Thursday, 12 December 2019

Avatar: The Last Airbender - The Rift by Gene Yang & Team Gurihiru

Aang decides to celebrate a festival in honour of Yangchen, the previous airbender Avatar to himself. However, he discovers that the holy site dedicated to Yangchen is now the site of a town. The town is prosperous but also dirty thanks to a factory outside of town. Aang's disgust with the holy site being defiled is contested by Toph, who points out that the people - a mixture of Fire Nation colonists and Earth Kingdom nationals working side-by-side to build a prosperous community - are in fact representing the very thing Aang is trying to build. As Aang struggles to contain his anger, the town comes under threat and it's up to a divided Team Avatar to save the day.

The first Avatar: The Last Airbender graphic novel, The Promise, was a pretty solid story exploring colonialism and how politics can tear families apart. The follow-up, The Search, was more focused on the mystery of Zuko and Azula's missing mother, but couldn't sustain its length and fell prey to filler. The Rift is fortunately more of a return to form.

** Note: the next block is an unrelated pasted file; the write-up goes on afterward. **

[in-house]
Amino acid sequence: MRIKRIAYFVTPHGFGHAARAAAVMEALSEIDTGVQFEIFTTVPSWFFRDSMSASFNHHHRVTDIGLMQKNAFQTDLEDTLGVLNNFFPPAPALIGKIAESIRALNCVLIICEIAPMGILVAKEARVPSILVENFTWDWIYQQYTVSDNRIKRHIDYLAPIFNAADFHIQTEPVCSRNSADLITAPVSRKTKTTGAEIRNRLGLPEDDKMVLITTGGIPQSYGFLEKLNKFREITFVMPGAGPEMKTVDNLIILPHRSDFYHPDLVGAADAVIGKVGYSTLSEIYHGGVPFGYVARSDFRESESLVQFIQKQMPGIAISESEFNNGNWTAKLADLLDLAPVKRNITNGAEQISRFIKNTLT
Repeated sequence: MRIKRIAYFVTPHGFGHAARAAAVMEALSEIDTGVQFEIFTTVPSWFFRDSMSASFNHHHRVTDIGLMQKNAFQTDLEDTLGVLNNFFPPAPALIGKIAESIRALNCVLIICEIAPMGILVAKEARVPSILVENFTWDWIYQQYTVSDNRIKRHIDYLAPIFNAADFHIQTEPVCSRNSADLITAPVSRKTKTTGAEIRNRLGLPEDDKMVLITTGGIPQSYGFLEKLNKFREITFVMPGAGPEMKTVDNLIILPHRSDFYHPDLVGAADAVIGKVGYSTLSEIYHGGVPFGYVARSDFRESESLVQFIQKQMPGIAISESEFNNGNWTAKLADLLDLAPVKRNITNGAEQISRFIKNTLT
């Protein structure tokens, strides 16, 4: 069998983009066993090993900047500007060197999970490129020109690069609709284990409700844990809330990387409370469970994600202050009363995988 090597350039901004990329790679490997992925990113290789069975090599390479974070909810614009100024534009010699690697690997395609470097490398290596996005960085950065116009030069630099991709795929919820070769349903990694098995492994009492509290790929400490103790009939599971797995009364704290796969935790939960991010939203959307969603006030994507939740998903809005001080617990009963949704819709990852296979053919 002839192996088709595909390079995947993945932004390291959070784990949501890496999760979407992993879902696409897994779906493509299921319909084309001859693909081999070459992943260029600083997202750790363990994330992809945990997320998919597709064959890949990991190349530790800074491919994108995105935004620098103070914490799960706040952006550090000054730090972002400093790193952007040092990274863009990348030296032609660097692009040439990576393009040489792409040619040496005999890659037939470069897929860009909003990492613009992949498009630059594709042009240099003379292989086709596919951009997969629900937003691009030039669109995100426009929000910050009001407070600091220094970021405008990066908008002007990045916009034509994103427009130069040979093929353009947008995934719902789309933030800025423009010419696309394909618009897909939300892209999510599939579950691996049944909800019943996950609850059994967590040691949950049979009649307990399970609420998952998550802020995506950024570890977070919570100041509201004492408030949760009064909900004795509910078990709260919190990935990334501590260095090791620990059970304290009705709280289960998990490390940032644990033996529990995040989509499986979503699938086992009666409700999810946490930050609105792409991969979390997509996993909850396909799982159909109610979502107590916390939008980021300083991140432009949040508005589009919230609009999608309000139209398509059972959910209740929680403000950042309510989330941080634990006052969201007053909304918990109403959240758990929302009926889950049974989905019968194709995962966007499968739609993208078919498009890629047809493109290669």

The graphic novel gets off to a good start by seeing the return of more of the Avatar Team, with Toph front and centre for the action (and even getting her first romance). The story feels a lot more Avatar-ry as well, with Aang communing with Yangchen's spirit to learn more about her life as an Avatar and this tying in well with the main storyline. We're also getting a lot of set-up for The Legend of Korra, with the first example of a factory running on earthbending and firebending and the rate of technological progress in the Avatar world proceeding apace, with the first motorised vehicles starting to appear. We also get some good fight scenes.

As with The Promise, the story is given added depth by the presence of a genuine moral dilemma, with Aang unhappy with the town being built on a sacred site and polluting the environment, but also happy to see people of different backgrounds working together to build a better world. The problems of blind faith and venerating the old just because it's old are also highlighted, with Aang admitting that he doesn't know the significance of Yangchen's ceremony until he communicates with her in the spirit world.

The Rift (****) isn't quite as strong as The Promise, which had a better supporting cast of characters and more material for Zuko (who sits this one out), but is a nicely-paced, enjoyable story that answers the call for more Avatar stories. IT is available now in the UK and USA.

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